Comment 29147

By grahamm (registered) | Posted February 26, 2009 at 14:21:35

"Let's put it this way, if your home is energy inefficient, it's not the audit's fault, and just because you have a low rating doesn't mean you need to do any upgrades;"

Thats my sense too. I can't see how an getting energy audit necessarily results in sellers being required to upgrade their home.

The audits findings do not require upgrade - its merely information, similar to a home inspection. If a homeowner has to make improvements to their house in order for it to be attractive to buyers, then so be it. But I find it hard to believe that a buyer would expect the same results of an audit on a 100+ yr old house and a 5+ yr old house.

I also hold a larger view. If these audits mean that generally the energy efficiency of houses rises (likely simply due to a new awareness), it is good for everyone - buyers, sellers, observers. As housing stock improves efficiency, energy uses goes down.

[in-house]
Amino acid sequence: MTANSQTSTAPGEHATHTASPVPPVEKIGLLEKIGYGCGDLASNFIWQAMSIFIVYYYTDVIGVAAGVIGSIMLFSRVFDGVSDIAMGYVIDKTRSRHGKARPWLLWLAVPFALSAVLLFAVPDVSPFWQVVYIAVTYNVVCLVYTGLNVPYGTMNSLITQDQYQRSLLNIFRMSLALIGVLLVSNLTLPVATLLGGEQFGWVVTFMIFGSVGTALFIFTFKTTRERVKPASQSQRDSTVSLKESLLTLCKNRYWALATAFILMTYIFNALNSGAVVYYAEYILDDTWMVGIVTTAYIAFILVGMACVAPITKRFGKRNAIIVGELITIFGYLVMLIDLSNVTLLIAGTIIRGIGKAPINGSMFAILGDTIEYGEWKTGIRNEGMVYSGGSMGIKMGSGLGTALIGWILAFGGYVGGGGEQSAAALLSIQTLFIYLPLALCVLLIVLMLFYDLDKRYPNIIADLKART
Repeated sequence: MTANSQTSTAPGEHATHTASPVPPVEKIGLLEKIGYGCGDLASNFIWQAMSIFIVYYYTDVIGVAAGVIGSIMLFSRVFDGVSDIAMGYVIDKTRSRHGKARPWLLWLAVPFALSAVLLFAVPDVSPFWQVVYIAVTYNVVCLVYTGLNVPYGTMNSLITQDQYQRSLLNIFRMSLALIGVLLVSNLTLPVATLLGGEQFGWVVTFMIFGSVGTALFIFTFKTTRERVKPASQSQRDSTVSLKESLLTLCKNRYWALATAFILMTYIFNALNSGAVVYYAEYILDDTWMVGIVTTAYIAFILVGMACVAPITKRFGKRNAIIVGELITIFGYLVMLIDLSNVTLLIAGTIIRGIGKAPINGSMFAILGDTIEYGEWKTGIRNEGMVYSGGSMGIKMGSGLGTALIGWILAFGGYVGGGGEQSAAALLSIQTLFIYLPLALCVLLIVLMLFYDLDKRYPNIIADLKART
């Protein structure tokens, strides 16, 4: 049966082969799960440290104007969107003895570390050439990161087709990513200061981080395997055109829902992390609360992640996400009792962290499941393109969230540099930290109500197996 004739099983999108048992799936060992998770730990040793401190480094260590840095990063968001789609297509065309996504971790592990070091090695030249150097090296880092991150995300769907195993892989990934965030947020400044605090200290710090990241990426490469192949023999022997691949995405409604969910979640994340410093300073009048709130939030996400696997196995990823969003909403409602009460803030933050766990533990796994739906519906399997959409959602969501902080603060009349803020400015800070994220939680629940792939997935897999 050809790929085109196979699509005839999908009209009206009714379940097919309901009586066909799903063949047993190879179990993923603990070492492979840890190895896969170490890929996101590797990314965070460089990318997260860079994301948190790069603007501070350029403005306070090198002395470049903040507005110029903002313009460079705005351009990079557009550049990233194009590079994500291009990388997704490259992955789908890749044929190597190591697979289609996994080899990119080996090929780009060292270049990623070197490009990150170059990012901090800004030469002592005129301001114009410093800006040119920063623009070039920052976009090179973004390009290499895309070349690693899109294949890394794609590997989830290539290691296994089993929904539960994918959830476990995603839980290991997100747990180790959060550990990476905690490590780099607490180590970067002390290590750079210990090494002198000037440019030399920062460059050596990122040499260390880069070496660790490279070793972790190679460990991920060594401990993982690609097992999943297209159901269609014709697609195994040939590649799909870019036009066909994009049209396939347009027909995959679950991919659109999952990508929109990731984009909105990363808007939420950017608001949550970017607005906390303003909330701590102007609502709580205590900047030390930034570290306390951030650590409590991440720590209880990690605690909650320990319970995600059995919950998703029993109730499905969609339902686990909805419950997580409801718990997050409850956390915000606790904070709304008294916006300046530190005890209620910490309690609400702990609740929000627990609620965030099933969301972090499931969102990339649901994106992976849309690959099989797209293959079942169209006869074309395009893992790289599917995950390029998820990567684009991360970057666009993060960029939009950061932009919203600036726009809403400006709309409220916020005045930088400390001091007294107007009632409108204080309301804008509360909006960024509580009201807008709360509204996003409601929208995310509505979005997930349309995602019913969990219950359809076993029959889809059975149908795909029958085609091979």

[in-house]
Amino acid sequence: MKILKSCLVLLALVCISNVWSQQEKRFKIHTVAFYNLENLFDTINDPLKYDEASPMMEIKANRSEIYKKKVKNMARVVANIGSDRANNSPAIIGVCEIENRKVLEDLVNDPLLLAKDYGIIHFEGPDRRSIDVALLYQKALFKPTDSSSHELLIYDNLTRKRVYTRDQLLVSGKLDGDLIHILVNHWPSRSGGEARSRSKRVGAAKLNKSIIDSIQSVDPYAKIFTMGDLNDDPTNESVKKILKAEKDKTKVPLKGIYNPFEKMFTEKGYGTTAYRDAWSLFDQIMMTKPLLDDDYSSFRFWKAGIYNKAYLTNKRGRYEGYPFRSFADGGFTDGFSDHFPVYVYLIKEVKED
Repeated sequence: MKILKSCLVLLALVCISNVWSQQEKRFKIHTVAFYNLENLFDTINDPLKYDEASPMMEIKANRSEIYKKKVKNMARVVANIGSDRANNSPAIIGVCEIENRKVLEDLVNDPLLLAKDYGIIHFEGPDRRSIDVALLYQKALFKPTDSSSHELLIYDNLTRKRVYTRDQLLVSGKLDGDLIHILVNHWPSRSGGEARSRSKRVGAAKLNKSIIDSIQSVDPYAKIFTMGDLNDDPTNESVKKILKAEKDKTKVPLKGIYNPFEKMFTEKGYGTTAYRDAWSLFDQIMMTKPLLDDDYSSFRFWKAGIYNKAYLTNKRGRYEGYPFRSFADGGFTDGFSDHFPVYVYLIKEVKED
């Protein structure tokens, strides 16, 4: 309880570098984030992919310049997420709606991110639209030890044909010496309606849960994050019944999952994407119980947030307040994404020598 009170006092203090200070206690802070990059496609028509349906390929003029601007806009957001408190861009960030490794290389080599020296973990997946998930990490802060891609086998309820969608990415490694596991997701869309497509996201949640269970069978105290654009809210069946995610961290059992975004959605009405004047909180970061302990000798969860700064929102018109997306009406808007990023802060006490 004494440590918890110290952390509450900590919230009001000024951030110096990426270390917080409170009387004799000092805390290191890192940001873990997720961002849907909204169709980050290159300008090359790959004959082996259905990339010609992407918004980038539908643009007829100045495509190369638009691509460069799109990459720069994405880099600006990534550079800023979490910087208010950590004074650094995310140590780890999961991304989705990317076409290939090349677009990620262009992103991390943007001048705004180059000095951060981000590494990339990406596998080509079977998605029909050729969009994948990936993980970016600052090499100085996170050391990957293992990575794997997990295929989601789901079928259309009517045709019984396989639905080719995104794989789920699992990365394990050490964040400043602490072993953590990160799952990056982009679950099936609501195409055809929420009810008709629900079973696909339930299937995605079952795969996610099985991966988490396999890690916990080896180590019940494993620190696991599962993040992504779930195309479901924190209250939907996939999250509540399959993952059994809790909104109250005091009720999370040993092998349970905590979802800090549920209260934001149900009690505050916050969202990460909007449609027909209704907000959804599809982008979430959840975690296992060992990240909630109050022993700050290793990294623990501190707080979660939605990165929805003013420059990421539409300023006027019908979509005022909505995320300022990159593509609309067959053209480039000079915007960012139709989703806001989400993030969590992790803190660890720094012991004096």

While our homes' energy efficiency may improve come from bottom up (ie, individual home owners), I find it short sighted to criticize government efforts to improve our cities. This new program will result in more houses having higher efficiency more quickly. In the end, that is good for everyone.

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